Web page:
Effect of prebiotic supplementation and calcium intake on body mass index

USDA/ARS Children's Nutrition Research Center, and Texas Children's Hospital, Department of Pediatrics, Baylor College of Medicine, Houston, Texas, USA.
The Journal of pediatrics (Impact Factor: 3.74). 09/2007; 151(3):293-8. DOI: 10.1016/j.jpeds.2007.03.043
Source: PubMed

ABSTRACT To assess the effects of a prebiotic supplement and usual calcium intake on body composition changes during pubertal growth.
We measured anthropometry and body fat with dual-energy X-ray absorptiometry in 97 young adolescents who were randomized to receive either a daily prebiotic supplement or maltodextrin (control) for 1 year.
Subjects who received the prebiotic supplement had a smaller increase in body mass index (BMI) compared with the control group (BMI difference 0.52 +/- 0.16 kg/m2, P = .016), BMI Z-score (difference 0.13 +/- 0.06, P = .048) and total fat mass (difference 0.84 +/- 0.36 kg, P = .022). The prebiotic group maintained their baseline BMI Z-score (0.03 +/- 0.01, paired t test, P = .30), although BMI Z-score increased significantly in the control group (0.13 +/- 0.03, P < .001). In considering subjects whose usual calcium intake was > or = 700 mg/d, those who received the prebiotic supplement had a relative change in BMI that was 0.82 kg/m2 less than control subjects (P < .01), and BMI Z-score that was 0.20 less than control subjects (P = .003). Differences tended to be maintained 1 year after supplementation was stopped.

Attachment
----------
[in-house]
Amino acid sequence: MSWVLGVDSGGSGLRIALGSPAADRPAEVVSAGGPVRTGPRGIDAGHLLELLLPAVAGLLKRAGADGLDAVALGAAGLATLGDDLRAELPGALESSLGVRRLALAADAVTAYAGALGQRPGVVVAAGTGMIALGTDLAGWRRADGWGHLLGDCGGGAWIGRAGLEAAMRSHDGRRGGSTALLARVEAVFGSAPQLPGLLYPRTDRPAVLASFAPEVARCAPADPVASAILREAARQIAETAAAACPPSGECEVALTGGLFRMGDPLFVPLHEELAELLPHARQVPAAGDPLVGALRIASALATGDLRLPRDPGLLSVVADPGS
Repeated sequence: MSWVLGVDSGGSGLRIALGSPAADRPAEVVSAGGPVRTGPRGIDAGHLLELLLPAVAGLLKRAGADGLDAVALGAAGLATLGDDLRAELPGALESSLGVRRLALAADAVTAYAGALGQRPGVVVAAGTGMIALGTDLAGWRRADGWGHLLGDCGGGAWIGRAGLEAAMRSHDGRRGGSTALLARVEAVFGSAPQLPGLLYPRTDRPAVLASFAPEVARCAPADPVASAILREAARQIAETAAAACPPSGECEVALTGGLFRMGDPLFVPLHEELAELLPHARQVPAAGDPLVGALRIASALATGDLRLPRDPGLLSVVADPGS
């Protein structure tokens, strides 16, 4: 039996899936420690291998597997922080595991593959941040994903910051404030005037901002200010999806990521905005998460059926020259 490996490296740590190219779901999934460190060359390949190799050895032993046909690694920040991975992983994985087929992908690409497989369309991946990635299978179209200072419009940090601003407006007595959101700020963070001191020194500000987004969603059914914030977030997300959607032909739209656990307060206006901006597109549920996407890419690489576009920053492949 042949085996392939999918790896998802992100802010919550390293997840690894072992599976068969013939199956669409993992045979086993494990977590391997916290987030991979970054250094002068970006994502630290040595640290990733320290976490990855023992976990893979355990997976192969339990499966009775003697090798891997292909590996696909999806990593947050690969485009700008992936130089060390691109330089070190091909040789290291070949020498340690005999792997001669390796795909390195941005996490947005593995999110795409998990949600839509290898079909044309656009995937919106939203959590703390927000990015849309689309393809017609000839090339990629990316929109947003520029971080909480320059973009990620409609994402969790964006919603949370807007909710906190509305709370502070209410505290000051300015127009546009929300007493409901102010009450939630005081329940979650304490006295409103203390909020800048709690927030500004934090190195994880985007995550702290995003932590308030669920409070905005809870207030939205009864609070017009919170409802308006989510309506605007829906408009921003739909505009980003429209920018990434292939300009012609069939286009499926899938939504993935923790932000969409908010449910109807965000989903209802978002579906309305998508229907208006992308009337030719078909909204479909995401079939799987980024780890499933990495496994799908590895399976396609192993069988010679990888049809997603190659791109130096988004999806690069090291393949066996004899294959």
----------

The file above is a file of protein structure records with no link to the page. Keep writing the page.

Prebiotic supplementation and avoidance of a low calcium intake can have significant effects in modulating BMI and other body composition changes during puberty.

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